Wednesday, April 13, 2016

Voluntary Labeling Needs Momentum

Over the last few years I've watched battles brew and millions of dollars be spent on a silly proposition-- how do we legislate a means to separate good food from good food with a decoration on the box?

So in my ever-evolving opinion-- voluntary labels are the solution, but the industry must move fast before new legislation is on the ballot, and before activists move the goalpost. 

The issues of labeling food that contains hints of ingredients that were produced in a plant that has been genetically engineered are extremely problematic.  Scientists see little utility, as it confuses the public, provides zero useful information, stands to scare consumers, and if mandated, will substantially raise prices. 

Every state will have different rules (and Vermont will not require cheese made with GMO enzymes to be labeled, go figure) and segregation of materials is already leading to more issues for growers. More on that later. 

The way around? Voluntary labels. 


The Vermont labeling requirements satisfy the "right to know."  They also would not be mandated by law in other states.  Following VT's guidance with voluntary labeling eliminates the need for new, costly, confusing, state-by-state laws.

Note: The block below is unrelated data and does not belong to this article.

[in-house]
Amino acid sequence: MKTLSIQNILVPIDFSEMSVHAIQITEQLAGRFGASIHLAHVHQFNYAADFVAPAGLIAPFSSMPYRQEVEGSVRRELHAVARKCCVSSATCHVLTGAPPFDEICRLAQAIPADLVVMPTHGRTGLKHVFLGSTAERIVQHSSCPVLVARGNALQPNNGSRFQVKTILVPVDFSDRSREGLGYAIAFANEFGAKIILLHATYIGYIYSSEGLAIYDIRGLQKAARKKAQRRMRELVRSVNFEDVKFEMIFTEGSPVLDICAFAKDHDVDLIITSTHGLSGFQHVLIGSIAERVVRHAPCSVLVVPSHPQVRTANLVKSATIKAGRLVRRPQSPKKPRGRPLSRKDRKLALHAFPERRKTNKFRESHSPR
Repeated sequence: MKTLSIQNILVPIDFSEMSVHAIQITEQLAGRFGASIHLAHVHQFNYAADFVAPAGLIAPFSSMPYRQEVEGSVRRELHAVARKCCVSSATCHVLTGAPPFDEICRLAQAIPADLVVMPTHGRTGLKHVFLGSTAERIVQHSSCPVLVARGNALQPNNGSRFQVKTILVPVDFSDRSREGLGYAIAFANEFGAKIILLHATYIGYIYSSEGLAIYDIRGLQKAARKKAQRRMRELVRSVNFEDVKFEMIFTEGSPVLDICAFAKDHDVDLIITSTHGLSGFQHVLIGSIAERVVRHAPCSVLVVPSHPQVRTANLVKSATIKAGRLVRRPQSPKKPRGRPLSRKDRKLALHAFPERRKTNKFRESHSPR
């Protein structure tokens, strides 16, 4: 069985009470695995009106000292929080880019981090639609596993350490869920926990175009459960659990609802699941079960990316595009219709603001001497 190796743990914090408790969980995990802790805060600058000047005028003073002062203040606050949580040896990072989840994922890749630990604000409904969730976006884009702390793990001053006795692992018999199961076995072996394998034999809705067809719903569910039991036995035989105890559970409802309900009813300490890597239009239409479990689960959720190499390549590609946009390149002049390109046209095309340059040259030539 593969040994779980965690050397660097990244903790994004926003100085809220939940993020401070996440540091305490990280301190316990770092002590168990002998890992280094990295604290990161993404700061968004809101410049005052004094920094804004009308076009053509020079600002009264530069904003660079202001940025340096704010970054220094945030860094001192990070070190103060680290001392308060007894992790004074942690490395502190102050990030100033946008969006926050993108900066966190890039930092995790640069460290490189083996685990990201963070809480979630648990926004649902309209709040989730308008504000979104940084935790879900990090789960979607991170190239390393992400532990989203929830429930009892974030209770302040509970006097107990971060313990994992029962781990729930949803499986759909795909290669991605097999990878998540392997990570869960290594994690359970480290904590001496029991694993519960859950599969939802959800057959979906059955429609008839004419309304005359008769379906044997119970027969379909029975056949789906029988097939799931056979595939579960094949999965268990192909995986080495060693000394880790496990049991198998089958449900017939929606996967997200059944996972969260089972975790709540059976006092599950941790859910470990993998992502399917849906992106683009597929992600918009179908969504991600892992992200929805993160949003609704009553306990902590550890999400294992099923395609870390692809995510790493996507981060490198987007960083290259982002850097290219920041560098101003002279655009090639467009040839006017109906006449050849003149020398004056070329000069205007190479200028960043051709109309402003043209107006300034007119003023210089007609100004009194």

If you add the words that fit the Vermont law, then there's no need for new rules-- no need for other state laws. 

Vermont can then spend the money enforcing their law and spending the millions to test safe food for perfectly safe ingredients. 

It also forces the hand of activists-- they got what they wanted, a label (except on VT cheese).  They must now change the target, demonstrating it was never about a "right to know" in the first place.  

The ball is in the court of food manufacturers. If a label that a few folks want, and nobody will read is there, then there is no reason to force it by law, which leads to the clunky, expensive problems in logistics and testing.  It also eliminates the mess of litigation inevitably to follow. 

The real advantage?  Add a few words. Then we can start focusing on how to help people and the environment with technology instead of distraction with first-world problems.